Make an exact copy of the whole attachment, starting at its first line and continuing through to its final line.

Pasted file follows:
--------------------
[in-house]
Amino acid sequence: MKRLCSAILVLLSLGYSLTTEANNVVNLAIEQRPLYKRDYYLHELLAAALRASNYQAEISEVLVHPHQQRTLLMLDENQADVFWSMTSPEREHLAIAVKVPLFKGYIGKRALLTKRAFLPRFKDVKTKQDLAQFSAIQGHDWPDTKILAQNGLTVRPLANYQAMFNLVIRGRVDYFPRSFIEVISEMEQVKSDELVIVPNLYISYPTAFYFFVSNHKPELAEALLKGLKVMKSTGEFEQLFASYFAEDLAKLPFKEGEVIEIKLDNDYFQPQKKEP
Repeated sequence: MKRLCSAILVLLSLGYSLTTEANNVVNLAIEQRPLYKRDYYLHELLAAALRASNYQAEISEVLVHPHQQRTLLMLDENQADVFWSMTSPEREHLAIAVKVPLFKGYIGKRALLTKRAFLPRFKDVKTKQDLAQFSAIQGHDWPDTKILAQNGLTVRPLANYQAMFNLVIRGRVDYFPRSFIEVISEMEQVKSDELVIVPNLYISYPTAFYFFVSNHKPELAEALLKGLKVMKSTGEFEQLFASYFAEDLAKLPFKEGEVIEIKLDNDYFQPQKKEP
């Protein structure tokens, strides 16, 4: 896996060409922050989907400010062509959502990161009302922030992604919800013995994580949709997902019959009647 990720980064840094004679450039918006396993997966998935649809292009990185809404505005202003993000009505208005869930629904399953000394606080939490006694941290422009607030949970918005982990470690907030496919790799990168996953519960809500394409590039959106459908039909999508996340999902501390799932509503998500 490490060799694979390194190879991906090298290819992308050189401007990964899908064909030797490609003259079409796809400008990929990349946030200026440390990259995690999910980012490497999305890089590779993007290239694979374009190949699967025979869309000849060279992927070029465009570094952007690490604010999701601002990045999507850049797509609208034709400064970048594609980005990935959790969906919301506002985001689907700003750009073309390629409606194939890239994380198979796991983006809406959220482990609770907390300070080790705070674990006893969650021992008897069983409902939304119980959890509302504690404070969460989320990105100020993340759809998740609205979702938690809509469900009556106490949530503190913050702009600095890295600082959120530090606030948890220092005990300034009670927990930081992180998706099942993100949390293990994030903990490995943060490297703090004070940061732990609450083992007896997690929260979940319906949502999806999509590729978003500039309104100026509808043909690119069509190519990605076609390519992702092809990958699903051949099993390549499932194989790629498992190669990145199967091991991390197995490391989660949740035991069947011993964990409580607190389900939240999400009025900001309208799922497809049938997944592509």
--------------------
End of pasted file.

[in-house]
Amino acid sequence: MKRLCSAILVLLSLGYSLTTEANNVVNLAIEQRPLYKRDYYLHELLAAALRASNYQAEISEVLVHPHQQRTLLMLDENQADVFWSMTSPEREHLAIAVKVPLFKGYIGKRALLTKRAFLPRFKDVKTKQDLAQFSAIQGHDWPDTKILAQNGLTVRPLANYQAMFNLVIRGRVDYFPRSFIEVISEMEQVKSDELVIVPNLYISYPTAFYFFVSNHKPELAEALLKGLKVMKSTGEFEQLFASYFAEDLAKLPFKEGEVIEIKLDNDYFQPQKKEP
Repeated sequence: MKRLCSAILVLLSLGYSLTTEANNVVNLAIEQRPLYKRDYYLHELLAAALRASNYQAEISEVLVHPHQQRTLLMLDENQADVFWSMTSPEREHLAIAVKVPLFKGYIGKRALLTKRAFLPRFKDVKTKQDLAQFSAIQGHDWPDTKILAQNGLTVRPLANYQAMFNLVIRGRVDYFPRSFIEVISEMEQVKSDELVIVPNLYISYPTAFYFFVSNHKPELAEALLKGLKVMKSTGEFEQLFASYFAEDLAKLPFKEGEVIEIKLDNDYFQPQKKEP
């Protein structure tokens, strides 16, 4: 896996060409922050989907400010062509959502990161009302922030992604919800013995994580949709997902019959009647 990720980064840094004679450039918006396993997966998935649809292009990185809404505005202003993000009505208005869930629904399953000394606080939490006694941290422009607030949970918005982990470690907030496919790799990168996953519960809500394409590039959106459908039909999508996340999902501390799932509503998500 490490060799694979390194190879991906090298290819992308050189401007990964899908064909030797490609003259079409796809400008990929990349946030200026440390990259995690999910980012490497999305890089590779993007290239694979374009190949699967025979869309000849060279992927070029465009570094952007690490604010999701601002990045999507850049797509609208034709400064970048594609980005990935959790969906919301506002985001689907700003750009073309390629409606194939890239994380198979796991983006809406959220482990609770907390300070080790705070674990006893969650021992008897069983409902939304119980959890509302504690404070969460989320990105100020993340759809998740609205979702938690809509469900009556106490949530503190913050702009600095890295600082959120530090606030948890220092005990300034009670927990930081992180998706099942993100949390293990994030903990490995943060490297703090004070940061732990609450083992007896997690929260979940319906949502999806999509590729978003500039309104100026509808043909690119069509190519990605076609390519992702092809990958699903051949099993390549499932194989790629498992190669990145199967091991991390197995490391989660949740035991069947011993964990409580607190389900939240999400009025900001309208799922497809049938997944592509």